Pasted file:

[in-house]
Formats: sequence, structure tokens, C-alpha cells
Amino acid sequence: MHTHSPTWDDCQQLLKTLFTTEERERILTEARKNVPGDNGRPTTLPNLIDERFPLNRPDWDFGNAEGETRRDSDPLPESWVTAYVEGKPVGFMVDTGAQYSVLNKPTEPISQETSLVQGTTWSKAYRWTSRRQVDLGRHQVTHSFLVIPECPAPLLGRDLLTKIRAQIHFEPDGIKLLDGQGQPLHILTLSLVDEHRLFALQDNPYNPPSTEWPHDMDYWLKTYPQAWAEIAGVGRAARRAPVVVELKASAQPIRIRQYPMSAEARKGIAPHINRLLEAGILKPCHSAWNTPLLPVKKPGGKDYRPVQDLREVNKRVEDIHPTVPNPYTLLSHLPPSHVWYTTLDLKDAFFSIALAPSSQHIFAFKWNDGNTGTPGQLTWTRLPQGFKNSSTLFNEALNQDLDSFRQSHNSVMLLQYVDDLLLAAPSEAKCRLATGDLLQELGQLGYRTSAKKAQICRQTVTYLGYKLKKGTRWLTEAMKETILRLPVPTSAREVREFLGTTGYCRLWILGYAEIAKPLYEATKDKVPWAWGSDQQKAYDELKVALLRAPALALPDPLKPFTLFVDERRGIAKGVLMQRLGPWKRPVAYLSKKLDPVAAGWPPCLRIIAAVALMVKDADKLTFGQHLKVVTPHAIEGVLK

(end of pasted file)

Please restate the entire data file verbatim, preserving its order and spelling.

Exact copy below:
[in-house]
Formats: sequence, structure tokens, C-alpha cells
Amino acid sequence: MHTHSPTWDDCQQLLKTLFTTEERERILTEARKNVPGDNGRPTTLPNLIDERFPLNRPDWDFGNAEGETRRDSDPLPESWVTAYVEGKPVGFMVDTGAQYSVLNKPTEPISQETSLVQGTTWSKAYRWTSRRQVDLGRHQVTHSFLVIPECPAPLLGRDLLTKIRAQIHFEPDGIKLLDGQGQPLHILTLSLVDEHRLFALQDNPYNPPSTEWPHDMDYWLKTYPQAWAEIAGVGRAARRAPVVVELKASAQPIRIRQYPMSAEARKGIAPHINRLLEAGILKPCHSAWNTPLLPVKKPGGKDYRPVQDLREVNKRVEDIHPTVPNPYTLLSHLPPSHVWYTTLDLKDAFFSIALAPSSQHIFAFKWNDGNTGTPGQLTWTRLPQGFKNSSTLFNEALNQDLDSFRQSHNSVMLLQYVDDLLLAAPSEAKCRLATGDLLQELGQLGYRTSAKKAQICRQTVTYLGYKLKKGTRWLTEAMKETILRLPVPTSAREVREFLGTTGYCRLWILGYAEIAKPLYEATKDKVPWAWGSDQQKAYDELKVALLRAPALALPDPLKPFTLFVDERRGIAKGVLMQRLGPWKRPVAYLSKKLDPVAAGWPPCLRIIAAVALMVKDADKLTFGQHLKVVTPHAIEGVLK